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Cornerman wrote:
I guess that's just my point. The term wasn't "short splice." How did it become the term by everybody?

Fred <~~~ knows Burton called them "half splice"


apples and oranges, Maybe short splice cause the forearm is the shortest section where the splice in the butt is concerned, But now the term -A- joint comes into play cause there is a tenin and usually a bolt.. I call Mr. Burtons, full half splice cause there is a double splice in the middle. But I call Mark Bears, full splice,


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PostPosted: Sun Aug 22, 2010 5:58 pm 
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Michael Webb wrote:
apples and oranges, Maybe short splice cause the forearm is the shortest section where the splice in the butt is concerned, But now the term -A- joint comes into play cause there is a tenin and usually a bolt.. I call Mr. Burtons, full half splice cause there is a double splice in the middle. But I call Mark Bears, full splice,


It seems pretty obvious in Spains written word that he called this technique of inlaying squares to make a pointed forearm as "half splice." The only reference in his pamphlet at the word "short" was specifically his shorter (17" or so) full splice ebony/maple forearms as opposed to what he referred to as his "full-length" blanks which also of course had the full-splice.

To me, it's obvious. That's why I'm wondering where and when someone started calling what Spain called the half splice as the short splice. Was there someone before Spain that was doing this technique who called it a short splice? I know it wasn't Gordon Hart. Maybe Dick Helmstetter could shed some light on this.

And I DO care as it is part of history. It's in written archives. If someone can point to a reference that calls this technique something other than the half splice, I'd stop bringing it up.

Fred

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PostPosted: Sun Aug 22, 2010 5:59 pm 
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And then there's the half short double fullsplice. 8)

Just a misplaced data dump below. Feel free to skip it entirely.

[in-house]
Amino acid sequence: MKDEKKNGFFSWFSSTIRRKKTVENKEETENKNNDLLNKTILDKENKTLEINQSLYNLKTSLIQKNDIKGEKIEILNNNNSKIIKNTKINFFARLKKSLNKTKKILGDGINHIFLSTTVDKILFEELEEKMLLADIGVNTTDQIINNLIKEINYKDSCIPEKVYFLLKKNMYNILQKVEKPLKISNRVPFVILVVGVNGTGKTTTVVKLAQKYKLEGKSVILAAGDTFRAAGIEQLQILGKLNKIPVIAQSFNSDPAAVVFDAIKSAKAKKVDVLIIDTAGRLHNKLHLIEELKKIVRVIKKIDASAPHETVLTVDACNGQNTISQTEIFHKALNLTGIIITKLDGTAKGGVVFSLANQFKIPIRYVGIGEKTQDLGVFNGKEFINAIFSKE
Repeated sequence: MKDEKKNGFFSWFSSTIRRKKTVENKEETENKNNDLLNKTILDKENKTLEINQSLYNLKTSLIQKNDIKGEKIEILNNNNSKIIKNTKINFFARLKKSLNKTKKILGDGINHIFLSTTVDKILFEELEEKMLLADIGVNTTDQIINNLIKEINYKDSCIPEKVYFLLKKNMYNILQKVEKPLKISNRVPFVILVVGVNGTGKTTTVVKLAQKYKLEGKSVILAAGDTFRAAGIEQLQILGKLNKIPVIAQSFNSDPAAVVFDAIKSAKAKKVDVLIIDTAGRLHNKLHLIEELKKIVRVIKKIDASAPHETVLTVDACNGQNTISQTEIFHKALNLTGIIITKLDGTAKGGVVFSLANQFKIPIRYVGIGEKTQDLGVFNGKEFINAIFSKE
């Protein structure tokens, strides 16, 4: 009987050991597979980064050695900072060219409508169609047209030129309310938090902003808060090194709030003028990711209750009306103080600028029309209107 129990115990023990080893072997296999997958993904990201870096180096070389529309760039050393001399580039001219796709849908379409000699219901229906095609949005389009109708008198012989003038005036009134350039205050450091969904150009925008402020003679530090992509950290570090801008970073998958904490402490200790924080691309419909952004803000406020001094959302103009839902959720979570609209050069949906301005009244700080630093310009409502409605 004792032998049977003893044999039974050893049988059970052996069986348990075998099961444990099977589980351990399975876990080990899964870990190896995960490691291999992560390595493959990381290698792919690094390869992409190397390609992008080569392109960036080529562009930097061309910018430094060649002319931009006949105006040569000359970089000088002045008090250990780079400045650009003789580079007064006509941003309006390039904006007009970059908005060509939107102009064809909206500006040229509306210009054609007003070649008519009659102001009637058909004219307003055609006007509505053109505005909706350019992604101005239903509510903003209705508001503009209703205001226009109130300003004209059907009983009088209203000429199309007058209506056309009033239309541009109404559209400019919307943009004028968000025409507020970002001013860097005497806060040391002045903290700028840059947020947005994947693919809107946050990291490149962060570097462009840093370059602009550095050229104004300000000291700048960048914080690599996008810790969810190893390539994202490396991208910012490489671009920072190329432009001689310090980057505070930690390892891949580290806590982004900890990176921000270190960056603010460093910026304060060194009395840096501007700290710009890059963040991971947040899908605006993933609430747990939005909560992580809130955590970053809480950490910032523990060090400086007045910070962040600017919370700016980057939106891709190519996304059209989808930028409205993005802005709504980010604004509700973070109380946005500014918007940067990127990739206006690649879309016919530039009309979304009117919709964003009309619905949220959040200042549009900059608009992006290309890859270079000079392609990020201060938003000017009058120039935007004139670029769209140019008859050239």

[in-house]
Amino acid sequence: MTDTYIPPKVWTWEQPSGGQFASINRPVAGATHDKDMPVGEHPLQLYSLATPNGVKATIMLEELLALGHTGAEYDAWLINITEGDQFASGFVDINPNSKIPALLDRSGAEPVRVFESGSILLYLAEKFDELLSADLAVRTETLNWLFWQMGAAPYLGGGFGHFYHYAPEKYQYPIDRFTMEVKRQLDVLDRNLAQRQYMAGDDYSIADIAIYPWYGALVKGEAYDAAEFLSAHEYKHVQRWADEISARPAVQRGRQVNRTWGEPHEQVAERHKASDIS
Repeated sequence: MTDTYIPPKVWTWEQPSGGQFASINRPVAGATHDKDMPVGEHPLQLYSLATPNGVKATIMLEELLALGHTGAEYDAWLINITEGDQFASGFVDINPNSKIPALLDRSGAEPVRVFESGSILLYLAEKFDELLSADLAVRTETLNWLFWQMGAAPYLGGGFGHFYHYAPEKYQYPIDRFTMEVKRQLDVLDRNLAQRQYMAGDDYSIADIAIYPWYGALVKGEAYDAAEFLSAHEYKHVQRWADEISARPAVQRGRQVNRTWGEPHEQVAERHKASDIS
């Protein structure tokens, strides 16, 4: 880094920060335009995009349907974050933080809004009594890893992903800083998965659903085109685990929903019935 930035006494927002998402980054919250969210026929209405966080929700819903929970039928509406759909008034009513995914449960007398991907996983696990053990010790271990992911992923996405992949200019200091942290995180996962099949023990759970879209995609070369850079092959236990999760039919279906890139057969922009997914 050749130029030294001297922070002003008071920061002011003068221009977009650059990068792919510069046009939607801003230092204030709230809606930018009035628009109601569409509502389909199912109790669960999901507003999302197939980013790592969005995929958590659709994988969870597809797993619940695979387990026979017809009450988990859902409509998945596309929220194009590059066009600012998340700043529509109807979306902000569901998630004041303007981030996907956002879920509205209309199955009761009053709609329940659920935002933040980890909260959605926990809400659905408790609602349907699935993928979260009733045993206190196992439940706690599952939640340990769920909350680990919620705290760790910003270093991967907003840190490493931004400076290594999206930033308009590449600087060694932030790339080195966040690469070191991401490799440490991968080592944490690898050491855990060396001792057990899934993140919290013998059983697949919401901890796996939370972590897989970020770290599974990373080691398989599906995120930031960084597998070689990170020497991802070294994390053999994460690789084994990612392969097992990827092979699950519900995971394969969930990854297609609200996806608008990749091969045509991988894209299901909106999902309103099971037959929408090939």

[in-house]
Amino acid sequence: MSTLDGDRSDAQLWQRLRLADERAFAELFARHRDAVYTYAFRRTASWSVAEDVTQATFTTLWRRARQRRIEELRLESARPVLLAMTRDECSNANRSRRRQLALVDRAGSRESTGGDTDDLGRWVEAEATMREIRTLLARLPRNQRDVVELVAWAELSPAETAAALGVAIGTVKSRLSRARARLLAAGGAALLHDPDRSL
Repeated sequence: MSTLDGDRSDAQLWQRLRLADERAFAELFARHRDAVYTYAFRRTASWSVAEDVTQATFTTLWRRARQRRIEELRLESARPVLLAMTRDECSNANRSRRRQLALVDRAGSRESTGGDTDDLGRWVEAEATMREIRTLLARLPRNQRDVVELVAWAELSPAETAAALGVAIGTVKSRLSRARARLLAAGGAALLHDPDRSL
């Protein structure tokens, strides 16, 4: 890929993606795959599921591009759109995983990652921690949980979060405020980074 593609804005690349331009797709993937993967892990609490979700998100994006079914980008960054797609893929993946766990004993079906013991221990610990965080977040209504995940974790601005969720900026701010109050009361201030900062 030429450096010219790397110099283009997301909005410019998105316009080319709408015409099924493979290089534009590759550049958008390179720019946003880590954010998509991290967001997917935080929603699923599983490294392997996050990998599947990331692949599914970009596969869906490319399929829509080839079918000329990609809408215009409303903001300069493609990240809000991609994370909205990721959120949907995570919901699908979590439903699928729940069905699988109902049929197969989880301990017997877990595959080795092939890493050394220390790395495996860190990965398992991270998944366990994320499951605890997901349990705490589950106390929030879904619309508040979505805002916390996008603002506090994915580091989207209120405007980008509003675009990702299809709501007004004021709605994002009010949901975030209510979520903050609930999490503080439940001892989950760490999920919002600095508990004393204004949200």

The term short splice came about when fullsplice was referred to as long splice. It the same as front/forearm....back sleeve/butt sleeve. Different words, same thing.....car/auto....RR tracks/train tracks....mason jar/canning jar. You can call it what ever the heck you want. It's the same thing.

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PostPosted: Sun Aug 22, 2010 7:14 pm 
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Cornerman wrote:
Michael Webb wrote:
apples and oranges, Maybe short splice cause the forearm is the shortest section where the splice in the butt is concerned, But now the term -A- joint comes into play cause there is a tenin and usually a bolt.. I call Mr. Burtons, full half splice cause there is a double splice in the middle. But I call Mark Bears, full splice,


It seems pretty obvious in Spains written word that he called this technique of inlaying squares to make a pointed forearm as "half splice." The only reference in his pamphlet at the word "short" was specifically his shorter (17" or so) full splice ebony/maple forearms as opposed to what he referred to as his "full-length" blanks which also of course had the full-splice.

To me, it's obvious. That's why I'm wondering where and when someone started calling what Spain called the half splice as the short splice. Was there someone before Spain that was doing this technique who called it a short splice? I know it wasn't Gordon Hart. Maybe Dick Helmstetter could shed some light on this.

And I DO care as it is part of history. It's in written archives. If someone can point to a reference that calls this technique something other than the half splice, I'd stop bringing it up.

Fred


This is Jimboarmy.com
You can bring anything up as much as you want to.
For as long as you want to do it. What was Mr Szamboti's thought on the matter, I have heard you quote him a few times.


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PostPosted: Sun Aug 22, 2010 7:15 pm 
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BarenbruggeCues wrote:
And then there's the half short double fullsplice. 8)

The term short splice came about when fullsplice was referred to as long splice. It the same as front/forearm....back sleeve/butt sleeve. Different words, same thing.....car/auto....RR tracks/train tracks....mason jar/canning jar. You can call it what ever the heck you want. It's the same thing.



True but it's Fred and it's fun to mess with him. :shock:


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PostPosted: Sun Aug 22, 2010 7:49 pm 
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Michael Webb wrote:


True but it's Fred and it's fun to mess with him. :shock:

:)

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PostPosted: Mon Aug 23, 2010 6:28 am 
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Cornerman wrote:
Michael Webb wrote:


True but it's Fred and it's fun to mess with him. :shock:

:)



Hi Fred, :mrgreen: